Calculating neutral currents with varying power factors

Discussion in 'Homework Help' started by smithbrian, Sep 3, 2012.

  1. smithbrian

    Thread Starter New Member

    Sep 3, 2012
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    Hello I am having trouble calculating the neutral currents for the following system
    Phase A = 10A @ PF of 1
    Phase B = 9A @ PF of 0.9
    Phase C = 8A @ PF of 0.8
    The answer is meant to be 4.55A but I get 1.73

    I used the equation from the following website.
    http://www.electrician2.com/electa1/electa4htm.htm
    Here they seem to not take power factor into account there can someone please point out to me how to calculate this taking power factor into account.
     
  2. t_n_k

    AAC Fanatic!

    Mar 6, 2009
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    If all pf's are lagging then

    Phase A current

    I_A=10\angle{0^o} \ Amps

    Phase B current

    I_B=9\angle(-120^o-{\arccos(0.9)}^o) \ Amps

    Phase C current

    I_C=8\angle(-240^o-{\arccos(0.8)}^o) \ Amps

    Then

    I_N=I_A+I_B+I_C \ Amps
     
  3. smithbrian

    Thread Starter New Member

    Sep 3, 2012
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    tnk Thank you for your answer.

    But I still don't get the right answer. I don't understand some of your symbols I am guessing you meant.

    Ia = 10* cos (0)
    Ib = 9* cos (-120 - 25.84)
    Ic = 8* cos (-240 - 36.87)

    If I do the above I get Ia=10, Ib=-7.45 and Ic= 0.957

    In=3.507A (not 4.55A which is the correct answer)

    Can you please explain further
     
  4. t_n_k

    AAC Fanatic!

    Mar 6, 2009
    5,448
    782
    Hi there - remember you have to think in terms of complex quantities.

    So

    I_A=10+j0 \ Amps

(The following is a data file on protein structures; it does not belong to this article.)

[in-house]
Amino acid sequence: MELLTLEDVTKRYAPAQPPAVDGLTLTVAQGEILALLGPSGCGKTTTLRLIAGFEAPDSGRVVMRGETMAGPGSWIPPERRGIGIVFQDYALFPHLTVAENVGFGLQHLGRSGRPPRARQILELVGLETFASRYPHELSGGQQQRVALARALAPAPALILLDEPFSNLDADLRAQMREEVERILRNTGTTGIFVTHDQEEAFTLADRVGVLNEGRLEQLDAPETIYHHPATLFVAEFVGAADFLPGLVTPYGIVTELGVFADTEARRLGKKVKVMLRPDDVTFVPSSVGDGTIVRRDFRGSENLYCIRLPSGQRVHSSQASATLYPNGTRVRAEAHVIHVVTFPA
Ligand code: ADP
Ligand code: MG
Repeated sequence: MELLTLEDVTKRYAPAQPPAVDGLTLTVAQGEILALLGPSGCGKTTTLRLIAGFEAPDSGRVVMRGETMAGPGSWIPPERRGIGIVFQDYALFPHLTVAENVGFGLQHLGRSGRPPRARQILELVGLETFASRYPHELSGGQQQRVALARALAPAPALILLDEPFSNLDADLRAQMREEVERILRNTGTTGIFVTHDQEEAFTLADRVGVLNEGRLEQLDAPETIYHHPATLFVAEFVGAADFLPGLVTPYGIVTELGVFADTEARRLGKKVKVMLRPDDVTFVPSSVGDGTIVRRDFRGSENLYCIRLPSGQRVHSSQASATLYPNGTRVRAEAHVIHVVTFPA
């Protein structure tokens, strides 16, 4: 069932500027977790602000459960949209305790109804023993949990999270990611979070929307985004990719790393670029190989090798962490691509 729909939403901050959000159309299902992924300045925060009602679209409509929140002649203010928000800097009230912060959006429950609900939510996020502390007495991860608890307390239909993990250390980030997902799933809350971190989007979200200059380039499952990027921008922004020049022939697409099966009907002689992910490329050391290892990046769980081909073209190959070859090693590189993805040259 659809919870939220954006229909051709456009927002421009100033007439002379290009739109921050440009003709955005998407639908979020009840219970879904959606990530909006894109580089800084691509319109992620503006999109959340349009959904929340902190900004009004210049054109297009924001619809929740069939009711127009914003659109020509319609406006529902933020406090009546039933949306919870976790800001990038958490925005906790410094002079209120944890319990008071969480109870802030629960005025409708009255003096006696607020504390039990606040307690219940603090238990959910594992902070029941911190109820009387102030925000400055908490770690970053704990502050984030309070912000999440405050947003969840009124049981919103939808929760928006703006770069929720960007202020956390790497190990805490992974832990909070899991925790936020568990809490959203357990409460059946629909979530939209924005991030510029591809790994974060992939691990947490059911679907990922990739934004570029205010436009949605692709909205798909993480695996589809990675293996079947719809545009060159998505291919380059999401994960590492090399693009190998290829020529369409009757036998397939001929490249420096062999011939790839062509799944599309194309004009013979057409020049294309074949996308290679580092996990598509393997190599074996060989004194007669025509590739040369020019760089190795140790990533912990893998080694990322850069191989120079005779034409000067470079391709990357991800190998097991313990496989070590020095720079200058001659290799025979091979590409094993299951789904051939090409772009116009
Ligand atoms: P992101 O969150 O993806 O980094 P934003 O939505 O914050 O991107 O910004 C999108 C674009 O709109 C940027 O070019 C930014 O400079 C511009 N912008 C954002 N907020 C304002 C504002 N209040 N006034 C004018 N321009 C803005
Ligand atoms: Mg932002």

I_B=9 \angle (-145.84^o)=-7.447-j5.054 \ Amps

    I_C=8 \angle (-276.87^o)=0.957+j7.942 \ Amps

    And finally

    I_N=I_A+I_B+I_C=3.51+j2.89 \ Amps=I_x \angle(\theta^o) \ Amps

    Where Ix is your unknown.
     
  5. mlog

    Member

    Feb 11, 2012
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    36
    You're only finding the real components. You can't ignore the imaginary components. The answer you want is the vector magnitude of the real and imaginary parts. In other words, take the square root of the sum of the squares.
     
  6. smithbrian

    Thread Starter New Member

    Sep 3, 2012
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    Yes I understand it now. I realised that I was making that mistake.Thank you guys for your help.
     
  7. smithbrian

    Thread Starter New Member

    Sep 3, 2012
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    I repeated the same question but this assuming the sequence to be 0,120,-120. But I get a different answer.
    Ia = 10* cos(0)
    = 10 + J0 A
    Ib= 9* cos(120-25.84)
    = -0.65 + J8.98 A
    Ic= 8*(-120-36.87)
    = -7.36 -J3.14 A
    In = Ia + Ib +Ic
    = 1.99 +J5.84
    =6.17A
    I don't get it why is the answer different?
    Shouldn't it be the same answer?
    Can someone please explain.
     
  8. t_n_k

    AAC Fanatic!

    Mar 6, 2009
    5,448
    782
    Once again it boils down to correctly tracking phase rotation and power factor angles.

    If you make A phase the reference [0°], B at 120° and C at -120° I would assume a clockwise rotation sequence A-B-C-A-B ....etc.

    With lagging power factors for the non-unity cases [B & C phases] then the three phasors would be ..

    I_A=10\angle{0^o} \ Amps \\ I_B=9\angle{145.84^o} \ Amps \\ I_C=8\angle{-83.13^o} \ Amps

    Adding these three gives the correct answer.
     
  9. smithbrian

    Thread Starter New Member

    Sep 3, 2012
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    Well why did you do the following can you please explain.

    Ib= 9* cos(120+25.84)

    and

    Ic= 8* cos(-120 + 36.87)

    when previously you said

    Ib = 9* cos (-120 - 25.84)
    Ic = 8* cos (-240 - 36.87)

    my question is why in one instance we are subtracting and in one instance we are adding?

    Can someone please explain.
     
  10. t_n_k

    AAC Fanatic!

    Mar 6, 2009
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    782
    In that earlier case you quote I was using the phase rotation convention I normally adopt - a counter-clockwise convention. The A phase is reference at 0°. The B phase lags the A phase by 120° which I denote as -120°. The C phase lags the A phase by 240° which I denote as -240°. The current must therefore either lead or lag those values depending upon whether the power factor is leading or lagging. For a counter-clockwise convention a lagging current of θ degrees on the B phase would be interpreted as a phasor angle of -120°-θ°.

    Your proposed convention differs to mine so the angles would differ.

    If you were taught how to draw phasor diagrams then this all becomes second nature.
     
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